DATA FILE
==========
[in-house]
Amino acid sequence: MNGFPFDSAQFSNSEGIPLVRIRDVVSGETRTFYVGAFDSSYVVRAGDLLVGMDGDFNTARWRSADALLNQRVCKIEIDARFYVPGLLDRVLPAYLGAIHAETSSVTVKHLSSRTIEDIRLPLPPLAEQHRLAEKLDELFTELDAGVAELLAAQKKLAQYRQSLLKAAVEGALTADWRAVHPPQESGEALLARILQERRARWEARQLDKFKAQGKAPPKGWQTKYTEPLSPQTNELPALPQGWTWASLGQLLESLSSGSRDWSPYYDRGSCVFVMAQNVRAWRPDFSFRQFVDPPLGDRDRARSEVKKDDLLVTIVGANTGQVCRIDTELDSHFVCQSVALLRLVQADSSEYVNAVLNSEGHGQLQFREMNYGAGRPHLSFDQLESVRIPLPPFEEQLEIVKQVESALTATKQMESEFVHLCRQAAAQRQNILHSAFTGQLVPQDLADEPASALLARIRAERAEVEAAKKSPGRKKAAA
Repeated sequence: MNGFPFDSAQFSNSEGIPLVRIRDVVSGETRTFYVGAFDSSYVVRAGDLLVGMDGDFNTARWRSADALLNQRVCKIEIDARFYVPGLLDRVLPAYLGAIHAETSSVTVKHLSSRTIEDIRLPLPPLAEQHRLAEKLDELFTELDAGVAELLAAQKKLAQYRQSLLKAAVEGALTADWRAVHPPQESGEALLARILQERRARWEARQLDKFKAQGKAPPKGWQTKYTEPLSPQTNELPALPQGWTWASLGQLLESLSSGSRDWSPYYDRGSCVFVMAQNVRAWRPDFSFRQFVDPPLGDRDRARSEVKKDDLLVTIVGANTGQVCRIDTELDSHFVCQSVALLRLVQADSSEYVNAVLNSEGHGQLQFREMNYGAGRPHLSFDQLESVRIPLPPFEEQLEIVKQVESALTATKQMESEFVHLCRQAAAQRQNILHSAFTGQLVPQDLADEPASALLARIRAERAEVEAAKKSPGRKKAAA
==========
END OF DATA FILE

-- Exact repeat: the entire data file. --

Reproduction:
[in-house]
Amino acid sequence: MNGFPFDSAQFSNSEGIPLVRIRDVVSGETRTFYVGAFDSSYVVRAGDLLVGMDGDFNTARWRSADALLNQRVCKIEIDARFYVPGLLDRVLPAYLGAIHAETSSVTVKHLSSRTIEDIRLPLPPLAEQHRLAEKLDELFTELDAGVAELLAAQKKLAQYRQSLLKAAVEGALTADWRAVHPPQESGEALLARILQERRARWEARQLDKFKAQGKAPPKGWQTKYTEPLSPQTNELPALPQGWTWASLGQLLESLSSGSRDWSPYYDRGSCVFVMAQNVRAWRPDFSFRQFVDPPLGDRDRARSEVKKDDLLVTIVGANTGQVCRIDTELDSHFVCQSVALLRLVQADSSEYVNAVLNSEGHGQLQFREMNYGAGRPHLSFDQLESVRIPLPPFEEQLEIVKQVESALTATKQMESEFVHLCRQAAAQRQNILHSAFTGQLVPQDLADEPASALLARIRAERAEVEAAKKSPGRKKAAA
Repeated sequence: MNGFPFDSAQFSNSEGIPLVRIRDVVSGETRTFYVGAFDSSYVVRAGDLLVGMDGDFNTARWRSADALLNQRVCKIEIDARFYVPGLLDRVLPAYLGAIHAETSSVTVKHLSSRTIEDIRLPLPPLAEQHRLAEKLDELFTELDAGVAELLAAQKKLAQYRQSLLKAAVEGALTADWRAVHPPQESGEALLARILQERRARWEARQLDKFKAQGKAPPKGWQTKYTEPLSPQTNELPALPQGWTWASLGQLLESLSSGSRDWSPYYDRGSCVFVMAQNVRAWRPDFSFRQFVDPPLGDRDRARSEVKKDDLLVTIVGANTGQVCRIDTELDSHFVCQSVALLRLVQADSSEYVNAVLNSEGHGQLQFREMNYGAGRPHLSFDQLESVRIPLPPFEEQLEIVKQVESALTATKQMESEFVHLCRQAAAQRQNILHSAFTGQLVPQDLADEPASALLARIRAERAEVEAAKKSPGRKKAAA